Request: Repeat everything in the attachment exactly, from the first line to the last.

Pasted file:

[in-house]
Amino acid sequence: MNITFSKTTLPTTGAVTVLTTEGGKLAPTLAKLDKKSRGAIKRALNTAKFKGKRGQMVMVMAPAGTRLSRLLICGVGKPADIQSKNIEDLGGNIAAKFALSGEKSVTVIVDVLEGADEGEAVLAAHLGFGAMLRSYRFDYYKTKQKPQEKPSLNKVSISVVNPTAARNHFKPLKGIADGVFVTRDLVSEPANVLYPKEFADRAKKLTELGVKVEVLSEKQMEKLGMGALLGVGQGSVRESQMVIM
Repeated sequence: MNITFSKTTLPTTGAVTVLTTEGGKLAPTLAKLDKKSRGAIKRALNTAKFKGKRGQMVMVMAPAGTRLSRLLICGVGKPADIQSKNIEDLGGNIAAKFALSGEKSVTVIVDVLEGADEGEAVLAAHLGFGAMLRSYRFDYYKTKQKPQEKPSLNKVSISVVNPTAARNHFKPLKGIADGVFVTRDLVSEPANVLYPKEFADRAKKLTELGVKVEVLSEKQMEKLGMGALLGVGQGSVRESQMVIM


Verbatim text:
[in-house]
Amino acid sequence: MNITFSKTTLPTTGAVTVLTTEGGKLAPTLAKLDKKSRGAIKRALNTAKFKGKRGQMVMVMAPAGTRLSRLLICGVGKPADIQSKNIEDLGGNIAAKFALSGEKSVTVIVDVLEGADEGEAVLAAHLGFGAMLRSYRFDYYKTKQKPQEKPSLNKVSISVVNPTAARNHFKPLKGIADGVFVTRDLVSEPANVLYPKEFADRAKKLTELGVKVEVLSEKQMEKLGMGALLGVGQGSVRESQMVIM
Repeated sequence: MNITFSKTTLPTTGAVTVLTTEGGKLAPTLAKLDKKSRGAIKRALNTAKFKGKRGQMVMVMAPAGTRLSRLLICGVGKPADIQSKNIEDLGGNIAAKFALSGEKSVTVIVDVLEGADEGEAVLAAHLGFGAMLRSYRFDYYKTKQKPQEKPSLNKVSISVVNPTAARNHFKPLKGIADGVFVTRDLVSEPANVLYPKEFADRAKKLTELGVKVEVLSEKQMEKLGMGALLGVGQGSVRESQMVIM